To export the images as a collection, click the Export tab, and then the Custom tab, and make sure to choose Export as a collection. Also remember to type a name, and make sure you choose Deep Zoom Classic + Source as the template:
So what are the differences among those export templates?
- Deep Zoom Classic + Source: It creates a Silverlight project, along with a web site, with full source for you.
- Blend 3 Behaviors + Source: It creates a everything that Deep Zoom Classic + Source creates for you, plus several Behaviors and Actions that are used by Expression Blend at design time (requires Expression Blend SDK). This sample does not intend to demonstrate design time support.
- Deep Zoom Navigation: It creates a Silverlight application with advanced user experience, such as select each sub image. But it doesn’t give you the source code due to legal issues. So you will not be able to customize the application.
- Empty Project + Source: Just an empty project. You need to do everything on your own. Choose this template if you don’t like the default zoom behavior, or if you want to start from scratch.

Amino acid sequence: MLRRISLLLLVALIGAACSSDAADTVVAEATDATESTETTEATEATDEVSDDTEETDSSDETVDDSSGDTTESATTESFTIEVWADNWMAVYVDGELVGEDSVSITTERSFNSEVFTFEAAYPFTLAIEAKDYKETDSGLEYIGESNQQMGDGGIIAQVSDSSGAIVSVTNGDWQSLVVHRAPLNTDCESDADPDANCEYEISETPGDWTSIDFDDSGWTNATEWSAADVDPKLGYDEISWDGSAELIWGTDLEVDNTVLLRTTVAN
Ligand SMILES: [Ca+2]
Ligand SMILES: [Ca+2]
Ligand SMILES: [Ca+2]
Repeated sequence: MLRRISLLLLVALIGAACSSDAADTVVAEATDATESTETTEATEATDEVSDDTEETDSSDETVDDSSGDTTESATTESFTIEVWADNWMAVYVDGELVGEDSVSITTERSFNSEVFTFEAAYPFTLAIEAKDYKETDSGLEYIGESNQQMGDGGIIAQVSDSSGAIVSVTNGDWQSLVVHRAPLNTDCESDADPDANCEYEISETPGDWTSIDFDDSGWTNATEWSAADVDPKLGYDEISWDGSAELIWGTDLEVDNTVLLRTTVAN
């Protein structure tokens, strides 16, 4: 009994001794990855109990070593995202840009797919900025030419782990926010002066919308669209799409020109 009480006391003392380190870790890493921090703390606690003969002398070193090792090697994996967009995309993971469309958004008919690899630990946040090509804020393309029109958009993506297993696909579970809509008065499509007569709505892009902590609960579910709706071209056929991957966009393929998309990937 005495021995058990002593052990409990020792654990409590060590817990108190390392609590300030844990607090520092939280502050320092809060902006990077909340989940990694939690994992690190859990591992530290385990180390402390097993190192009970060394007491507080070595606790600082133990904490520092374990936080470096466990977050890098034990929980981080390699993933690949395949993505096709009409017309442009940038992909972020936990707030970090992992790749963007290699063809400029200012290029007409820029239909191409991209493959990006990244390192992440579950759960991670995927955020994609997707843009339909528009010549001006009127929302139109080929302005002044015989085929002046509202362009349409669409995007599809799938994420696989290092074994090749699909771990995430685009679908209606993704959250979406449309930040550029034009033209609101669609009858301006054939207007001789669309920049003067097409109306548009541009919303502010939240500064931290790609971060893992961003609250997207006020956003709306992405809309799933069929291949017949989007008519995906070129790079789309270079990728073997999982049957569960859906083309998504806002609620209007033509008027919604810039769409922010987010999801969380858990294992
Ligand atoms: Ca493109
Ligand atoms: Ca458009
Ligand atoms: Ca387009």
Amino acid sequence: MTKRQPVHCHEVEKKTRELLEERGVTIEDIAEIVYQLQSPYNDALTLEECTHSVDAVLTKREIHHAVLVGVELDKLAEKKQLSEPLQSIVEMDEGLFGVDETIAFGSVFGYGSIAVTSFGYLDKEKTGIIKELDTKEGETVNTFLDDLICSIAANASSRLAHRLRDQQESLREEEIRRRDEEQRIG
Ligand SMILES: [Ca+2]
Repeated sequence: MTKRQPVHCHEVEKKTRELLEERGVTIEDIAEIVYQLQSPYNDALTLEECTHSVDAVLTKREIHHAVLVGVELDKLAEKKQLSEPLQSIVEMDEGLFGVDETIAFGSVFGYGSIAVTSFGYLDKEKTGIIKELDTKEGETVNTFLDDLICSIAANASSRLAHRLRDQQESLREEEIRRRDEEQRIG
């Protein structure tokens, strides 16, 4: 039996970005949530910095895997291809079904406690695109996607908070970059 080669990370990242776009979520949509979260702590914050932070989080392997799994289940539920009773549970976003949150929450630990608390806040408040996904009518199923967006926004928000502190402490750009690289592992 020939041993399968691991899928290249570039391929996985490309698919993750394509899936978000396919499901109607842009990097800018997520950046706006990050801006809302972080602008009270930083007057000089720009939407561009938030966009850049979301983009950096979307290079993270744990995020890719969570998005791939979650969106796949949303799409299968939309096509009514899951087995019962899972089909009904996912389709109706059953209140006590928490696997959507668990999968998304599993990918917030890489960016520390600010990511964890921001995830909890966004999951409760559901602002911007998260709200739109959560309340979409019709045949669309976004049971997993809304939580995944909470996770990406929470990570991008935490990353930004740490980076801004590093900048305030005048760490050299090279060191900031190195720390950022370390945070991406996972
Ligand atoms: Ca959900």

- Tag Browser: A sample application created by Kirupa. While this export template doesn’t ship the source code, you can download the source code from http://blog.kirupa.com/?p=212.
Other settings in the Export tab includes:
- Export format: Export to DeepZoomPix (a cloud service) instead of a local Silverlight project, export as images or Seadragon Ajax instead of Silverlight.
- Name and location.
- Image format: if your collection contains images with alpha channels, please choose PNG, otherwise the alpha channel will be lost. But PNG format is generally slightly larger than JPEG.
Download and inspect Metadata.xml
Now that we have exported our images as a collection, a Metadata.xml file is generated under the GeneratedImages folder in the web site project. It contains information of each sub image, including the tags we typed. So the first step in our code will be download this xml file. Please refer to the code between “Begin download metadata.” and “End download metadata.” in the Page class’s constructor, the webClient_DownloadStringCompleted method, and the ImageMetadata class to see how to perform this task. We will include separate samples to demonstrate how to work with WebClient and xml in the future.